This very thing happened to me as a young lawyer at my first BigLaw job over 30 years ago. It also happened to other women in the firm. However, we kept our heads down and continued to smile meekly and work hard—maybe someday the nice men would allow us to become their partners! We were just as scared of “burning bridges” (i.e. getting blacklisted and never working in town again) and were just as concerned that HR would be no help as these current comments reflect. Other industries have changed since then, even perhaps taking “political correctness” too far,. However, I find it so very sad that in 2017 any person, but especially a male, feels it is ever appropriate to “joke” about a woman quitting because she is engaged. Sigh.
A big law friend dealt with rude comments when she was pregnant. Her boss constantly made “I’ll deny this if anyone asks” types of statements about how he did not see how she would be able to continue with her job. Her husband was in a position that would eventually generate great income & her male colleagues would make comments about how she should be a SAHM. She became so concerned about her supervisor’s inappropriate comments that she started taping him and keeping a log.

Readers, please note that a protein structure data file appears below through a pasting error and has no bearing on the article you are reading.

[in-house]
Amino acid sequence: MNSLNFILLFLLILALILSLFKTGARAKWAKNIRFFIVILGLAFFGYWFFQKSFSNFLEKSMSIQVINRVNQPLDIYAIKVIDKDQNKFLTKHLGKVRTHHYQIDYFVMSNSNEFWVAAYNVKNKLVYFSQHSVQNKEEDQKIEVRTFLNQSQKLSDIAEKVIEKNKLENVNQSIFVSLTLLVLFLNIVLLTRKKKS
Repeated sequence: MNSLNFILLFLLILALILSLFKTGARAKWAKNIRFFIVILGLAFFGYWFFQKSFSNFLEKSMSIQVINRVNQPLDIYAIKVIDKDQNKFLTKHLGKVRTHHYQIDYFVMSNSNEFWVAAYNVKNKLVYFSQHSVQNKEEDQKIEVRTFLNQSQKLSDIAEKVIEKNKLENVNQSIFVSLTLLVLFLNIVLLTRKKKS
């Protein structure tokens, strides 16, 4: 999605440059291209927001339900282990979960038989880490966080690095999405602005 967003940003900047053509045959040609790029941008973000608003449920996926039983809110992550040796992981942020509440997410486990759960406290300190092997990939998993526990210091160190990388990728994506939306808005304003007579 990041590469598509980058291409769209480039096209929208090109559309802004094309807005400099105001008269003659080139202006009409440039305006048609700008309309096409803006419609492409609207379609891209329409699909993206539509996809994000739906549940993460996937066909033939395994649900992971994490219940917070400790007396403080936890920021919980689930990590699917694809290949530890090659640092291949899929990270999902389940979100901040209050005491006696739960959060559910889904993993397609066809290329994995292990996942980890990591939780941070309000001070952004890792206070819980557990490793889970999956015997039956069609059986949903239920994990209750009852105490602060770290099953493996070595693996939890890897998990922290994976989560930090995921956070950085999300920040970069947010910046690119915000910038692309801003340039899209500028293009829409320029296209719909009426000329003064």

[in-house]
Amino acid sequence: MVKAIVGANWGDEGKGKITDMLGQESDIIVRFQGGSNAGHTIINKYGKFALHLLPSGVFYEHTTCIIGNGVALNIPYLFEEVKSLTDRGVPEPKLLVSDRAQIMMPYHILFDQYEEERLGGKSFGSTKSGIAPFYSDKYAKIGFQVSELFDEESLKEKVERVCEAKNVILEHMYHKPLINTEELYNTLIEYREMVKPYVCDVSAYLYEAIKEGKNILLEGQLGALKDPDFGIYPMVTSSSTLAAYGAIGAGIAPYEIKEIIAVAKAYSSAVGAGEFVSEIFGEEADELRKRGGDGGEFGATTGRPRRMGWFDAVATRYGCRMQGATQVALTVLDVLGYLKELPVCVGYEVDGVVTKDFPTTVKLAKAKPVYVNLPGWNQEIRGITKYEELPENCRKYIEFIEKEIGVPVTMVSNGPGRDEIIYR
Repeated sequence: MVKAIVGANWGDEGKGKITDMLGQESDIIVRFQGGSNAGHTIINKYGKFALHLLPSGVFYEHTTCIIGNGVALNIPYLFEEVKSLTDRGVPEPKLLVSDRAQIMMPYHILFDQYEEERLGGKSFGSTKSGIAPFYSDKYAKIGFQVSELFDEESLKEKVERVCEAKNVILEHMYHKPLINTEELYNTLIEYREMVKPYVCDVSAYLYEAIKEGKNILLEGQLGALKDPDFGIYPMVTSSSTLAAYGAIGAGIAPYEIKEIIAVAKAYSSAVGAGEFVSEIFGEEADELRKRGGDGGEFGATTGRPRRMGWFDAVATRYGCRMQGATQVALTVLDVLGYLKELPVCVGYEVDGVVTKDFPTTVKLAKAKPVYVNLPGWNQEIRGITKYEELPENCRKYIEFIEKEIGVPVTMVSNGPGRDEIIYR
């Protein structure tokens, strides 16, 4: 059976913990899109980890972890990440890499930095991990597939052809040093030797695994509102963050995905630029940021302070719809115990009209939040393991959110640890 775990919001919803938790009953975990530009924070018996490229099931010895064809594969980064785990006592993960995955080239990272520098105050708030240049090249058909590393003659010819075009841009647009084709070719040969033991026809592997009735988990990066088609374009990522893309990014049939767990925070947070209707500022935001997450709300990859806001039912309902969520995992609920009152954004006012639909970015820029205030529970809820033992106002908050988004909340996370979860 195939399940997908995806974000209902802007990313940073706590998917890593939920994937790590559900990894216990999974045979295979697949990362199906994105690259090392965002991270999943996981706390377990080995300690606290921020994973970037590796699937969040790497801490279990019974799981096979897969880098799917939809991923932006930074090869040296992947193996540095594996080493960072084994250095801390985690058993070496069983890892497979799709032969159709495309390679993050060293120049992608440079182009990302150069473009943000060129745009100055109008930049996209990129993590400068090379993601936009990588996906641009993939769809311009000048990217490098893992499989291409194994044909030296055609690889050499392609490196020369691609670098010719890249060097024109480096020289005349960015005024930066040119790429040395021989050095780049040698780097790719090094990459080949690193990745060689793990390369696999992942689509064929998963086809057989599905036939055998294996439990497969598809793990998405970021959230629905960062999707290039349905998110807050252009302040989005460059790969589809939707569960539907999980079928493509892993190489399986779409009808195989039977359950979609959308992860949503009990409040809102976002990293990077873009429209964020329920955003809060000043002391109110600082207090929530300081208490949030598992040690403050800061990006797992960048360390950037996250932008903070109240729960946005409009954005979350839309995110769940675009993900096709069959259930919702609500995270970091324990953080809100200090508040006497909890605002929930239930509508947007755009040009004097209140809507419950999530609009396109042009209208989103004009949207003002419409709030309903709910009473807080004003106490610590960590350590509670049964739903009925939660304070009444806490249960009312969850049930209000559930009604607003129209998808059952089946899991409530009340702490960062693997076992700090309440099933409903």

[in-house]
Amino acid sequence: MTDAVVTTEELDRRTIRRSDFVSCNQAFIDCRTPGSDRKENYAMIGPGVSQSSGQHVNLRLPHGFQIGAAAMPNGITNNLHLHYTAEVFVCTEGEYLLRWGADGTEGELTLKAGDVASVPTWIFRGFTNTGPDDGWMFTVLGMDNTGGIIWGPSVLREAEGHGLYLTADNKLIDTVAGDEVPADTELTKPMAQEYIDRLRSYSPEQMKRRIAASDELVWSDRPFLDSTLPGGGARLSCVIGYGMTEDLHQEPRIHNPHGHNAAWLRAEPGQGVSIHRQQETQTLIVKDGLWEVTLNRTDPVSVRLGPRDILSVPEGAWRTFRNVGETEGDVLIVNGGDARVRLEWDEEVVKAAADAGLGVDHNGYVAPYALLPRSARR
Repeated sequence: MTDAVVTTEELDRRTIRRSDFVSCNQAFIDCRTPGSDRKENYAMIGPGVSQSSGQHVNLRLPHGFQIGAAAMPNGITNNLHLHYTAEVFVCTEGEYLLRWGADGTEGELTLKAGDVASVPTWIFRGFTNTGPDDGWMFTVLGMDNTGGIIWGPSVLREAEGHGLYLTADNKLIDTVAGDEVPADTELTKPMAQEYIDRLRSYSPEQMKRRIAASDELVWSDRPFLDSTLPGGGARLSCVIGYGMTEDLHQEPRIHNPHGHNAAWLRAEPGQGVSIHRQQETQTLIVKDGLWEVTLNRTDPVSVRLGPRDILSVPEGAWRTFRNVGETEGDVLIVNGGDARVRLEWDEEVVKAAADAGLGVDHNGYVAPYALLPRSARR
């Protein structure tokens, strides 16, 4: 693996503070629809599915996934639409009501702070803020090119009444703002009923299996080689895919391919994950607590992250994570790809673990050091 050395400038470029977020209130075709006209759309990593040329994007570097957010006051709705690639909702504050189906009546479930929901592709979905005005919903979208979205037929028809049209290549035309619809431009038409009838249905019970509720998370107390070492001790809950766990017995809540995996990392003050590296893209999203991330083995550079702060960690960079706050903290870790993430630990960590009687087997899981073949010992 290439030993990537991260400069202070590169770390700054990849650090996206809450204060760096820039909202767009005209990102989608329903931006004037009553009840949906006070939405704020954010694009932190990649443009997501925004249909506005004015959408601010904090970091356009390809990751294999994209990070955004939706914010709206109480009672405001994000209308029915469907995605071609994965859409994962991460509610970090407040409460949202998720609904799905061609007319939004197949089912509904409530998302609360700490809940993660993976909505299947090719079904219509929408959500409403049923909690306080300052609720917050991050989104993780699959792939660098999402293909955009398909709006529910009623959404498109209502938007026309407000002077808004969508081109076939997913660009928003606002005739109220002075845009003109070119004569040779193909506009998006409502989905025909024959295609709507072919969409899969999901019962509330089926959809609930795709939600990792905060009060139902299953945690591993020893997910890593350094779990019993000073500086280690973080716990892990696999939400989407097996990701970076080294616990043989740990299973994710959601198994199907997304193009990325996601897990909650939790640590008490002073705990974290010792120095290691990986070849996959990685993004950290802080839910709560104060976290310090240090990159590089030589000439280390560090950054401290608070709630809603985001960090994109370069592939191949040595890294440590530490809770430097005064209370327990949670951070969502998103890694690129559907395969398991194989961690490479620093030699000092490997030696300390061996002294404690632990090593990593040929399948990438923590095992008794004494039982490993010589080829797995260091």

I love the snarky “My future husband will be stay-at-home-dad and I’ll be the one working my butt off!” reply, said in snarky light tone and in front of everyone preferrably, ended up with laughters.
I am not sure if HR can help, most HR people I know are there to protect the supervisors and managers. But I’ll surely jokes about this to ALL my colleagues, and take the ball back. “Ooh I’m so excited in getting engaged! Can you believe that my husband is going to be the stay-at-home-dad? Really, it’s his whole life’s goal! I can’t even imagine how [insert supervisor’s name] think that I’m going to quit! I’m so sorry his wife didn’t give him this chance, what a waste.”. That, said in front of everyone. Snarkily or in a very serious tone.